Three countries in one day

15 September – Day 55

El Tunco, El Salvador to Somoto, Nicaragua (through Honduras – where we didn’t stop other than at the border on either side of the country)
Distance:  388kms (including two border crossings)

Having stopped earlier than anticipated the day before, today was going to be a long day on the bike… particularly with two border crossings. However it was a Sunday – and a major national holiday (for Independence Day) throughout Central America, so although we knew we’d be delayed by parades, we were hoping for less traffic than normal (and shorter queues at the borders). And – we were right!

All of the border crossings were easier and faster than I expected… although they did, as per usual, involve lots of photocopying including both before and after certain documents were stamped. Also as per usual, the crossings involved the swarm of local ‘helpers’ insisting on walking us through the process… which is totally unnecessary, as we’ve got a rough idea of what to do from previous travellers, and almost without exception, the officials we’ve met have been incredibly helpful. And the locals hanging around the border are generally friendly too. I was only asked for money once, by a woman in Honduras who came up to me while I was watching the bike and essentially said ‘ hey, give me some money.’ This was after she’d offered Adrian a swig of warm coke from her half-finished bottle, then told him that she wanted to marry him! He declined both offers.

I can’t say much about Honduras, as we didn’t stop there at all. The border did feel a little less safe than some of the other borders, but it wasn’t too bad. And we didn’t get stopped by police at all – we’d heard of other bikers being stopped multiple times and hit up for a significant fine for some breach of a rule at each stop.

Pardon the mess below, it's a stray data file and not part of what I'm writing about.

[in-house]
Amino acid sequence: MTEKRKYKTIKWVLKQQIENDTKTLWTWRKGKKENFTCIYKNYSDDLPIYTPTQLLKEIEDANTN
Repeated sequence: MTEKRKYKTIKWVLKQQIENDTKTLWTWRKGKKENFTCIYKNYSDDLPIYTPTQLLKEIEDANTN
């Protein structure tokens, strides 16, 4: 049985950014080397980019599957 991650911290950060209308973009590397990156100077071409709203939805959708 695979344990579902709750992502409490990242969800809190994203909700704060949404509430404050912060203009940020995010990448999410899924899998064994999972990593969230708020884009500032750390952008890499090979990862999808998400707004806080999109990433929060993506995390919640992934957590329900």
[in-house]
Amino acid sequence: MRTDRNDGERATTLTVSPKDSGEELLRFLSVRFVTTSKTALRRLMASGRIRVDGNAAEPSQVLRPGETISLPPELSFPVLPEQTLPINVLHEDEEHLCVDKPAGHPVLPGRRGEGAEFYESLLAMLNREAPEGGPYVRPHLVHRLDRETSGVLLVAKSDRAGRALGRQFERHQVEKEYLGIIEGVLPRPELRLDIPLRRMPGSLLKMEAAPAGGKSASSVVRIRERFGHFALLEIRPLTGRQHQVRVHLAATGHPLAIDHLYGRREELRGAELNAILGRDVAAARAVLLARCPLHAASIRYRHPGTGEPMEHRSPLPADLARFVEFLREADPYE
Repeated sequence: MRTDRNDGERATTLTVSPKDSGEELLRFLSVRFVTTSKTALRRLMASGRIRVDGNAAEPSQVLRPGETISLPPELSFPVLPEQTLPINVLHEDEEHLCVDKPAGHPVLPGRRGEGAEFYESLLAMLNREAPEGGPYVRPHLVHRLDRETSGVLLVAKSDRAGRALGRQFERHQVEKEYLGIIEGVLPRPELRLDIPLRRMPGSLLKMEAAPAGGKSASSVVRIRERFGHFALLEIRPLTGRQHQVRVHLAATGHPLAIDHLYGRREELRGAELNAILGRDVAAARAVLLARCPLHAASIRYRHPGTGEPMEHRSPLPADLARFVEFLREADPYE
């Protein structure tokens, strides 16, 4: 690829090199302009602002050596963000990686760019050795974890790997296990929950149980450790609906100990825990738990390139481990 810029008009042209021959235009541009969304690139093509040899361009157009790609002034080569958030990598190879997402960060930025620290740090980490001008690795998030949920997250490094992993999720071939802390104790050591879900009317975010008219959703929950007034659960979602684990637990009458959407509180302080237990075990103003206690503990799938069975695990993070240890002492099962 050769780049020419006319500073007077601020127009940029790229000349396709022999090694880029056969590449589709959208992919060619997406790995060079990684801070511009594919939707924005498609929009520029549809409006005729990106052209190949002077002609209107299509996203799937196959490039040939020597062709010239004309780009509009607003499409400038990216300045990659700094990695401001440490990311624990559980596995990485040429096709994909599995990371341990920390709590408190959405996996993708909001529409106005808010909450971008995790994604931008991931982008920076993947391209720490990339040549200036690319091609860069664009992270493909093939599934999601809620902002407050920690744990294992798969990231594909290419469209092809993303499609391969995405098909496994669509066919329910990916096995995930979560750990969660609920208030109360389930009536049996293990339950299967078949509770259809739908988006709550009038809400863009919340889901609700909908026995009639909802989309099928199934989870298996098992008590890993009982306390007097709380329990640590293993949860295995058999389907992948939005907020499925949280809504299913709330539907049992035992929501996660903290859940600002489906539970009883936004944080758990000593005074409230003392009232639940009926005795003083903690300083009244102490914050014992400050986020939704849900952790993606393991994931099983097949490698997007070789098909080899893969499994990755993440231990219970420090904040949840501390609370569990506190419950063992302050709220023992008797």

By the time we crossed into Nica, it was getting late… and it was pouring. No surprises there; it generally rains from about 3pm until morning.  A few kilometres after the border we passed a hotel which Adrian had read about from some other bikers… www.twomotokiwis.com  very, very basic (a cabin/shack, with an outside shower and long-drop toilet) but apparently a fantastic experience. And it was! It was like a homestay with a local family. We were the only tourists there and there was at least one, if not more, of the family (the parents plus six sons and three daughters) chatting with us at any one time. Or, to be more specific, there was at least one of the men in the family chatting with us. The women were hidden away in the kitchen and we didn’t see them other than when they served our food.

The family are also local guides to the canyon in the area, Canyon de Somoto. We decided that, if it wasn’t raining in the morning, we’d go canyoning and experience the famous Somoto ‘jump rocks’ for ourselves.

 

Border crossings along the Panam by Adrian

After researching for potential hazards, tips and tricks for the border crossings in Central America, I came to the conclusion that no two crossings ever appear the same and that generally border crossings have improved a great deal lately. Looking at blog posts from two years ago, it revealed a culture of corruption and bribes leading to extended delays and stressful border and country crossings. I had started writing a bit of a blow-by-blow of our Central American border crossings however they have all been comparatively straight forward. Obtain a temporary vehicle permit and stamp in your passport, cancel the vehicle permit and stamp out your passport. The specific requirements do vary considerably as well as the number of photocopies required however most of the officials have been professional and helpful in their requirements to complete each procedure and I have been able to get by with a minimal amount of Spanish. If any future overlanders have specific concerns, please email us.

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